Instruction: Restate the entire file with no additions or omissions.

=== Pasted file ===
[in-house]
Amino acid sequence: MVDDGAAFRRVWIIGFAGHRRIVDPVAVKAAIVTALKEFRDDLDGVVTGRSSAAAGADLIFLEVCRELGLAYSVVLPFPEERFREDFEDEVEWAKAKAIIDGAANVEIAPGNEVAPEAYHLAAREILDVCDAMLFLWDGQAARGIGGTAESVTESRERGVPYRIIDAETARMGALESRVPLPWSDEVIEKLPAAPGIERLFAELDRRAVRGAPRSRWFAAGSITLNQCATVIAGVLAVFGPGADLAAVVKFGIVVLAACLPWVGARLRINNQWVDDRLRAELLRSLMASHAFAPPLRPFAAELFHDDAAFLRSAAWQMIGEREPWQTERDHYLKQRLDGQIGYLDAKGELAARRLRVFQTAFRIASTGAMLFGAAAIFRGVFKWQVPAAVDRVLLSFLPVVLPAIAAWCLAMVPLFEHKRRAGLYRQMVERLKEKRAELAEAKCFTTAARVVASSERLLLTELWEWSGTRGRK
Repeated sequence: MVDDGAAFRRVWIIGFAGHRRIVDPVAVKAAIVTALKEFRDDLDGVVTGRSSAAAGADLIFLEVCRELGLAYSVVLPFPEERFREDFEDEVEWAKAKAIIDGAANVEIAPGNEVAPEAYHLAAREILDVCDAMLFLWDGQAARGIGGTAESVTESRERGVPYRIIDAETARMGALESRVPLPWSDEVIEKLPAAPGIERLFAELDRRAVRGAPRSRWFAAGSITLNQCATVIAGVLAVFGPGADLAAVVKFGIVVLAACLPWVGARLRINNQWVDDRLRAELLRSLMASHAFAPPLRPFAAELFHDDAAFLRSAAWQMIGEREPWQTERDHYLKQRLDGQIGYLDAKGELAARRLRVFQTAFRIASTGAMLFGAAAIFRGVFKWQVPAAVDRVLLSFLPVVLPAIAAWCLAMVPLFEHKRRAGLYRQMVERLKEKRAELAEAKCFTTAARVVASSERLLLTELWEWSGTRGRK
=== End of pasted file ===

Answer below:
[in-house]
Amino acid sequence: MVDDGAAFRRVWIIGFAGHRRIVDPVAVKAAIVTALKEFRDDLDGVVTGRSSAAAGADLIFLEVCRELGLAYSVVLPFPEERFREDFEDEVEWAKAKAIIDGAANVEIAPGNEVAPEAYHLAAREILDVCDAMLFLWDGQAARGIGGTAESVTESRERGVPYRIIDAETARMGALESRVPLPWSDEVIEKLPAAPGIERLFAELDRRAVRGAPRSRWFAAGSITLNQCATVIAGVLAVFGPGADLAAVVKFGIVVLAACLPWVGARLRINNQWVDDRLRAELLRSLMASHAFAPPLRPFAAELFHDDAAFLRSAAWQMIGEREPWQTERDHYLKQRLDGQIGYLDAKGELAARRLRVFQTAFRIASTGAMLFGAAAIFRGVFKWQVPAAVDRVLLSFLPVVLPAIAAWCLAMVPLFEHKRRAGLYRQMVERLKEKRAELAEAKCFTTAARVVASSERLLLTELWEWSGTRGRK
Repeated sequence: MVDDGAAFRRVWIIGFAGHRRIVDPVAVKAAIVTALKEFRDDLDGVVTGRSSAAAGADLIFLEVCRELGLAYSVVLPFPEERFREDFEDEVEWAKAKAIIDGAANVEIAPGNEVAPEAYHLAAREILDVCDAMLFLWDGQAARGIGGTAESVTESRERGVPYRIIDAETARMGALESRVPLPWSDEVIEKLPAAPGIERLFAELDRRAVRGAPRSRWFAAGSITLNQCATVIAGVLAVFGPGADLAAVVKFGIVVLAACLPWVGARLRINNQWVDDRLRAELLRSLMASHAFAPPLRPFAAELFHDDAAFLRSAAWQMIGEREPWQTERDHYLKQRLDGQIGYLDAKGELAARRLRVFQTAFRIASTGAMLFGAAAIFRGVFKWQVPAAVDRVLLSFLPVVLPAIAAWCLAMVPLFEHKRRAGLYRQMVERLKEKRAELAEAKCFTTAARVVASSERLLLTELWEWSGTRGRK